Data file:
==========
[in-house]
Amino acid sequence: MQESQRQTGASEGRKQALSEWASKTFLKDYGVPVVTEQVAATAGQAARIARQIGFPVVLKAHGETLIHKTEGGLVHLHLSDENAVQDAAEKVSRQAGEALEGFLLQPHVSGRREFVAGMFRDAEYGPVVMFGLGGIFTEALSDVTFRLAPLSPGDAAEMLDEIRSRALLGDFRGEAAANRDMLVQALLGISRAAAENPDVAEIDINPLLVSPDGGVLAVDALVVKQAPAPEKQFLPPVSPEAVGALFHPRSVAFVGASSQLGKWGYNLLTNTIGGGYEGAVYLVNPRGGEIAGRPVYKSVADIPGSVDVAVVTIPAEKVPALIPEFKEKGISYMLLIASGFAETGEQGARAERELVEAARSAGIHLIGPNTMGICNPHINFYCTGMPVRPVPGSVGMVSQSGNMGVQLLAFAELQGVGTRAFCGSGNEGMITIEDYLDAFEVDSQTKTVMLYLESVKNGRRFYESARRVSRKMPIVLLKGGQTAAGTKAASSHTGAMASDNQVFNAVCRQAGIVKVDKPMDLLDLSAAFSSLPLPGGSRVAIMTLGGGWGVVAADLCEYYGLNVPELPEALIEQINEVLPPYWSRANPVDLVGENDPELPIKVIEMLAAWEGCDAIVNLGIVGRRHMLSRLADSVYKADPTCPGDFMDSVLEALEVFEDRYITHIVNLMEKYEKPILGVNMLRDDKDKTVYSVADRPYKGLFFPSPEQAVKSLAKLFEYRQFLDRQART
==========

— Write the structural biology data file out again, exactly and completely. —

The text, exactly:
[in-house]
Amino acid sequence: MQESQRQTGASEGRKQALSEWASKTFLKDYGVPVVTEQVAATAGQAARIARQIGFPVVLKAHGETLIHKTEGGLVHLHLSDENAVQDAAEKVSRQAGEALEGFLLQPHVSGRREFVAGMFRDAEYGPVVMFGLGGIFTEALSDVTFRLAPLSPGDAAEMLDEIRSRALLGDFRGEAAANRDMLVQALLGISRAAAENPDVAEIDINPLLVSPDGGVLAVDALVVKQAPAPEKQFLPPVSPEAVGALFHPRSVAFVGASSQLGKWGYNLLTNTIGGGYEGAVYLVNPRGGEIAGRPVYKSVADIPGSVDVAVVTIPAEKVPALIPEFKEKGISYMLLIASGFAETGEQGARAERELVEAARSAGIHLIGPNTMGICNPHINFYCTGMPVRPVPGSVGMVSQSGNMGVQLLAFAELQGVGTRAFCGSGNEGMITIEDYLDAFEVDSQTKTVMLYLESVKNGRRFYESARRVSRKMPIVLLKGGQTAAGTKAASSHTGAMASDNQVFNAVCRQAGIVKVDKPMDLLDLSAAFSSLPLPGGSRVAIMTLGGGWGVVAADLCEYYGLNVPELPEALIEQINEVLPPYWSRANPVDLVGENDPELPIKVIEMLAAWEGCDAIVNLGIVGRRHMLSRLADSVYKADPTCPGDFMDSVLEALEVFEDRYITHIVNLMEKYEKPILGVNMLRDDKDKTVYSVADRPYKGLFFPSPEQAVKSLAKLFEYRQFLDRQART